* IMF says risks to economic growth to downside
* Needs to boost revenue, productivity, investment
* Says essential for cenbank to communicate well
MEXICO CITY, Nov 28 Mexico must aim for a
balanced budget in 2013 and boost tax revenue to avoid
over-dependence on oil income, the International Monetary Fund
said on Wednesday.
After its annual health check of Mexico's economy, the IMF
said growth in Latin America's second-biggest economy was
holding up due largely to strength in the United States, which
buys almost 80 percent of Mexico's exports.
But the IMF said risks were to the downside, including from
a sudden exodus of foreign investment, and it highlighted the
need for sound management of public finances.
IMF directors "encouraged the return to a balanced budget
under Mexico's fiscal rule in 2013," the IMF said in a report,
calling for increased efforts to raise revenue and reduce
reliance on state oil company Pemex.
Mexico has the lowest tax take in the Organization for
Economic Cooperation and Development, something that credit
ratings agencies have cited as a hindrance to a long-desired
credit upgrade from the current investment-grade BBB, or
President-elect Enrique Pena Nieto, who is to take power on
Saturday, has promised reforms to taxation and a boost to
competition in pursuit of an economic growth rate of 6 percent.
Mexico has not yet released details of its budget for 2013;
for 2012 it approved a deficit representing 0.4 percent of gross
domestic product, excluding investment by Pemex.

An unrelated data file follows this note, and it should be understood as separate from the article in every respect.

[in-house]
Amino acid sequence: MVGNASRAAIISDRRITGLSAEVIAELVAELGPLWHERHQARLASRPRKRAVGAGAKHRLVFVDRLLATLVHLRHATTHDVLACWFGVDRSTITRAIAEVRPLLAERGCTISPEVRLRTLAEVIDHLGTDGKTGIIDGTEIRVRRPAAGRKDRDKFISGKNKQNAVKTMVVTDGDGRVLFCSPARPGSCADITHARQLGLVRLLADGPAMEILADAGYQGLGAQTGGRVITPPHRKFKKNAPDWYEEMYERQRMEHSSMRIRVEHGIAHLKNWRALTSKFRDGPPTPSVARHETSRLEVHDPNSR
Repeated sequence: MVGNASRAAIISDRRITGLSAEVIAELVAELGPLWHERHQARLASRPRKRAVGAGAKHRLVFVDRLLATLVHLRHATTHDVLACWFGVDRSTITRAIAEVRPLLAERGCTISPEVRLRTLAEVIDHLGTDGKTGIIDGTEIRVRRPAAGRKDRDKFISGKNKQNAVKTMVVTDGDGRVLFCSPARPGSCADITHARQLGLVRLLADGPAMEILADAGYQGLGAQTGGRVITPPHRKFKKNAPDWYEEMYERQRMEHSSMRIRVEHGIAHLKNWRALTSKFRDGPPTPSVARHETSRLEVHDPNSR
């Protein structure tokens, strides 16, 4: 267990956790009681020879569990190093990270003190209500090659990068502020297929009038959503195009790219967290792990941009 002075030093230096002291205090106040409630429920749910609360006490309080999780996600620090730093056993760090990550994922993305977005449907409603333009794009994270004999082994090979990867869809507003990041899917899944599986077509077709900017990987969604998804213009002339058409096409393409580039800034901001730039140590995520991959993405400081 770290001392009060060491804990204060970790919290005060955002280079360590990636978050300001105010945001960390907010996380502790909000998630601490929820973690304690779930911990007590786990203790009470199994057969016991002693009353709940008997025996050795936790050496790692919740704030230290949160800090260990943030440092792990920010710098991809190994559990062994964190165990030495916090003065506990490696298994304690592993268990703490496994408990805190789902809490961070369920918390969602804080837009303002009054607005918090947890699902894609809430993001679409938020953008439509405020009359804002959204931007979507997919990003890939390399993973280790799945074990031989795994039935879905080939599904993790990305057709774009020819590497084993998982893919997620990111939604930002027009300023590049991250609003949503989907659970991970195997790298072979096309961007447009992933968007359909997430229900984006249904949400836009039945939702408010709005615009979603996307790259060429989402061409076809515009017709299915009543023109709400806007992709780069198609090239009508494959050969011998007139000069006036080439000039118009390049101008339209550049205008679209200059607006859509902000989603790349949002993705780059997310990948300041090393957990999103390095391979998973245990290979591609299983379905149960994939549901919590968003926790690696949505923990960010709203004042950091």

The IMF said the Mexican central bank has helped support
growth by keeping rates low at 4.5 percent and said it was
essential to give signals about the right level for rates in the
face of shocks to help keep inflation expectations low.
Inflation has overshot the central bank's 4 percent ceiling
for the last five months, but is now drifting down. Investors
and analysts expect the central bank to keep rates on hold when
it meets on Friday as growth slows in the face of global
The IMF said Mexico, which has averaged just 2.6 percent
annual growth over the last two decades, should focus on reforms
to raise productivity and investment to boost the economy's
potential, as well as security and access to credit.
Mexico has averaged a ratio of private sector credit to GDP
of 26 percent over the last five years, compared with 71 percent
in Chile and 61 percent in Brazil, according to World Bank data,
although it is expanding at double-digit rates.
The country has attracted record foreign investment in
stocks and bonds this year, almost five times more than Brazil
for the nine months to September, and the IMF warned Mexico
should guard against the risk of a reverse. Foreign investors
currently hold about one third of the outstanding stock of local
currency government bonds.
IMF staff also found the real effective exchange rate
consistent with fundamentals, the report said.